There’s something very Brechtian about the opening scenes of these movies. We are entirely estranged from these characters. Frozen in the mundane trivialities of their everyday lives, any sense of involvement we might have otherwise felt with them and their romances and squabbles and hopes and fears fatally undermined by the enormous fucking Earthquake we know is about to smash everything to pieces. We know in approximately 30 minutes whether they are cheating on their wife or fighting to secure that big money deal or just walking along they are about to be hit by the most expensive special-effects-laden moment of interruption you can imagine, leaving them all scurrying about like ants just to survive. What would watching any episode of Friends have been like with the knowledge that one (or more) of them would die in an unimaginable act of terrorism at the beginning of series 8?

List of Major Characters from the film Earthquake:

Stewart Graff – retired pro-footballer stuck in a loveless marriage

Remy Graff – A lonely alcoholic attempting to hold on to her husband

Lew Slade – a tough but loveable police sergeant

Sam Royce – Wealthy businessman with a heart of gold.

Denise Marshall – Mother raising her young son alone

Miles Quade – A daredevil motorcyclist

Jody – A psychotic national guardsman

Rosa Amici – a beautiful, rebellious 19 year old

Walter Russell – a Junior seismologist who predicts a disaster is about to happen

We want to make a disaster movie out of the streets of London. The streets will be a become a liminal space, at once the before and after – the real people like shadows burnt into walls, ghosts haunting a landscape of imagined desolation. Yet all this is softened, made strange even playful, because it feels just like a movie. There will be stories to tell, characters to play, heroes and villains.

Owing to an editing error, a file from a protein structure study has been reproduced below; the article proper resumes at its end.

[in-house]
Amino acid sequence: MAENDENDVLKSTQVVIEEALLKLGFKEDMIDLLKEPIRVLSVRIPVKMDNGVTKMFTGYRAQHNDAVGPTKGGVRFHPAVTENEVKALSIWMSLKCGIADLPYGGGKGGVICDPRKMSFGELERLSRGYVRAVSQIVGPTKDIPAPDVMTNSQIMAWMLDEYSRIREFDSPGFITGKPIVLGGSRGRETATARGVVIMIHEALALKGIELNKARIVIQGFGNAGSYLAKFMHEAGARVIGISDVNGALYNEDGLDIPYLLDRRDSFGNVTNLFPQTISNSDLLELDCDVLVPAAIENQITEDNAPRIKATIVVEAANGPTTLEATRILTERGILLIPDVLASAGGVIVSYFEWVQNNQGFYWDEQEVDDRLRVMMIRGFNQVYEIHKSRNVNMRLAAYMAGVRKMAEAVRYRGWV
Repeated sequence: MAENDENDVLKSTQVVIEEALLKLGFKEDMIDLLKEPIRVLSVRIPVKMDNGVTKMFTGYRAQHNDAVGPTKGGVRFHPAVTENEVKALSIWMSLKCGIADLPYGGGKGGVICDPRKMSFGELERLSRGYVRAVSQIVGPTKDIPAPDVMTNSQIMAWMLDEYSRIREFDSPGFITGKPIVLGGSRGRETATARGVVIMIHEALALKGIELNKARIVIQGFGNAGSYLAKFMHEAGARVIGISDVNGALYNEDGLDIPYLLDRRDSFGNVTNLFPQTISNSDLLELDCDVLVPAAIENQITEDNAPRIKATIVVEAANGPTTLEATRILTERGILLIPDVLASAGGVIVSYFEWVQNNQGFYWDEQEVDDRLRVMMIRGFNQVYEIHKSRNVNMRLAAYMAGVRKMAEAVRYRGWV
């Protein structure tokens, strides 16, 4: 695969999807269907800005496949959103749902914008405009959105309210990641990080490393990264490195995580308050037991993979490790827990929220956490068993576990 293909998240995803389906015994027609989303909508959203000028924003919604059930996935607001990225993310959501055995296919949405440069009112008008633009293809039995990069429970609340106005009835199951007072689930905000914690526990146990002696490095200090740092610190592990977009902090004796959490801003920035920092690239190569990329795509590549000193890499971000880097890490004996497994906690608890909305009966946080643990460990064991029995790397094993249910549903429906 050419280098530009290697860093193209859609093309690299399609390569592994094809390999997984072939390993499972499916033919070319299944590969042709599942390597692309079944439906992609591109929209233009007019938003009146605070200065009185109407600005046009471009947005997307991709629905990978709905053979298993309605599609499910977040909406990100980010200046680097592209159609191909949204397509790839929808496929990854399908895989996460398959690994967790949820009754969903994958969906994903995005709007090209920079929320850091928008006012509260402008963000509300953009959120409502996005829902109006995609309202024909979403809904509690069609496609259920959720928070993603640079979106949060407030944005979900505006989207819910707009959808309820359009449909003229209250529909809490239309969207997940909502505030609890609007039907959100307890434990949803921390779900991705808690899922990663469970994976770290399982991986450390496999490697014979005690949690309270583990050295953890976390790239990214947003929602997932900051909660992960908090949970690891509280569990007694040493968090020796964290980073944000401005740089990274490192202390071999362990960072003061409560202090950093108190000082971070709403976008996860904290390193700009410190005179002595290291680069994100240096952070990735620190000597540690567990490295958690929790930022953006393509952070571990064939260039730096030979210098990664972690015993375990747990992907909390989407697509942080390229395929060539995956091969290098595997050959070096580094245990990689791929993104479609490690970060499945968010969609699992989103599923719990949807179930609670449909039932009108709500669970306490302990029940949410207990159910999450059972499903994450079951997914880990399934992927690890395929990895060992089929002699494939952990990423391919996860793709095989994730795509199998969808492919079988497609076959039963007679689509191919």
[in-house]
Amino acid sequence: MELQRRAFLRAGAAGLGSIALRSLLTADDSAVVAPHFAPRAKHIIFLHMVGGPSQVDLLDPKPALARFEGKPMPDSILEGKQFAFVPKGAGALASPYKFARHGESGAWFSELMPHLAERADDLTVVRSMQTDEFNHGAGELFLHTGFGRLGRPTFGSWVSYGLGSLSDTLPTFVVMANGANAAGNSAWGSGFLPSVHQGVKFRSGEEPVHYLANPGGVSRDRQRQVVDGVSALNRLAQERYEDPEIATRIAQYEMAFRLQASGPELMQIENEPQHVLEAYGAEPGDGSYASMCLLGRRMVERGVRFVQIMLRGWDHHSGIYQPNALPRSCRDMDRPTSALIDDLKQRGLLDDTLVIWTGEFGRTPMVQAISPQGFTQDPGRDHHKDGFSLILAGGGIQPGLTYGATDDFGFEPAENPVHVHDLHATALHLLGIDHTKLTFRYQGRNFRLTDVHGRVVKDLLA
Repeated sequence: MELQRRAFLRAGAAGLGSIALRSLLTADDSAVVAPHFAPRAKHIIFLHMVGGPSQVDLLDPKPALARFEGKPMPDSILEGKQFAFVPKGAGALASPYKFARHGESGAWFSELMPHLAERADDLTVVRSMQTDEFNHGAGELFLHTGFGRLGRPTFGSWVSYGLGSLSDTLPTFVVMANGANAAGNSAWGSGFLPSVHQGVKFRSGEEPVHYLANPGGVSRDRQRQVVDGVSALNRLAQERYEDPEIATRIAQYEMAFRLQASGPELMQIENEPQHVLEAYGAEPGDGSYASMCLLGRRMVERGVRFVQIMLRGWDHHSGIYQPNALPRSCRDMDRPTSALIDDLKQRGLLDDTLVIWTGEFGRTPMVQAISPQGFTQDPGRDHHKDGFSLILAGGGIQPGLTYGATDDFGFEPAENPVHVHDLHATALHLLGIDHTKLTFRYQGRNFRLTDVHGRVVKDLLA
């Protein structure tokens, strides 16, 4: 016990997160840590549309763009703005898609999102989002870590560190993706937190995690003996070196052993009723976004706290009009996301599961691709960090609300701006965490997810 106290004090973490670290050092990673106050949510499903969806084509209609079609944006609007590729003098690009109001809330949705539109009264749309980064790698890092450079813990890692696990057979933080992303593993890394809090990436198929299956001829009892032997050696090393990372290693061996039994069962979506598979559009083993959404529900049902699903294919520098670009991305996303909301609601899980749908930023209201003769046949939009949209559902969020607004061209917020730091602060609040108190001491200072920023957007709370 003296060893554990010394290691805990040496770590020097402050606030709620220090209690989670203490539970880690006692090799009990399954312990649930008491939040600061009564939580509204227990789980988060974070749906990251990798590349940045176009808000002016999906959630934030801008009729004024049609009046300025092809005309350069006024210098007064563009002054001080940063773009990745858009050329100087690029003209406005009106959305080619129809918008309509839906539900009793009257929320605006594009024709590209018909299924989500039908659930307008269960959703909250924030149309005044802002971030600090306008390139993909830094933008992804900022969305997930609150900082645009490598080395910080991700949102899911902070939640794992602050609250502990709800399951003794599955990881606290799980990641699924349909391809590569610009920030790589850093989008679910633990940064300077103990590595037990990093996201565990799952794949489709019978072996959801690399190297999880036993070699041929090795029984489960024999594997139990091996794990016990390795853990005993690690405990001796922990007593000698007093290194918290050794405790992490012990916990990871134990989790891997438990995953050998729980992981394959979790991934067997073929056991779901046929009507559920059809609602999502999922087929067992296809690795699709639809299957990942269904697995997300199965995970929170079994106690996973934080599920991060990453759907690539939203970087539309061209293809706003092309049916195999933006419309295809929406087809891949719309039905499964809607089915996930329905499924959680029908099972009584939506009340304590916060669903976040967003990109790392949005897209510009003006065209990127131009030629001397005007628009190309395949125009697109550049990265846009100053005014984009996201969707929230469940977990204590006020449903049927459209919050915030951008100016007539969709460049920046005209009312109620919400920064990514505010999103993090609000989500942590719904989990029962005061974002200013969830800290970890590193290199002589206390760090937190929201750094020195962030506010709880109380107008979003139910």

The disaster will never be stated (terrorism, flooding, war, flesh eating zombies, alien invasion). Maybe the audience will need to invent their own disaster. Maybe it will just be all these things. What is important is this relationship with the streets, with strangers, with the city, with each other: hauntingly local and epically (cheesily) cinematic, before disaster and after it, real and imagined, told and invented. Hopefully we’ll forge a space for people to renegotiate their relationship with this anxious city – to love it more, to fear it more, to pity it more, to laugh at it more, to play in it more, to make the landscape of the city a mirror of themselves.

This is, of course, at this stage monumentally theoretically – a mess of hopes and ideas. Any thoughts or contributions (or favourite obscure disaster movies) you have are massively appreciated.

Advertisements

6 Comments

  1. Ooh yes. You know that point in a cartoon, after a creature has been hit by a hammer but before it distintegrates, or in the few seconds after walking off a cliff but before falling? Maybe your game could be set at that point – before everyone (except the players) realise what has happened, so the people in the crowds are effectively the walking dead/ghosts.

    So maybe you could be rushing around trying to record the essence of buildings/places before they vanish completely, with the aim of rebuilding London somewhere else – not just taking photos and recording the dimensions but (and this is a bit literary) capturing what they are like – atmosphere, smell, who goes there, why.

    And I’m always astonished at how crowded London is, with all nationalities, all shouting into their phones in their own language on the bus or people in suits discussing business matters self-importantly on the Tube while wearing a conference badge left over from the day’s meeting. It’s as if they’ve come to barter at some post-apocalyptic market place. So, while most people in the crowds would be ‘walking dead’, not knowing what had happened to them, some would be on a mission to plead/bargain/trade/salvage something in the ruins of London and could be potential allies – or enemies. You’d know who they were by how busy or purposeful they seemed, how loudly they talked.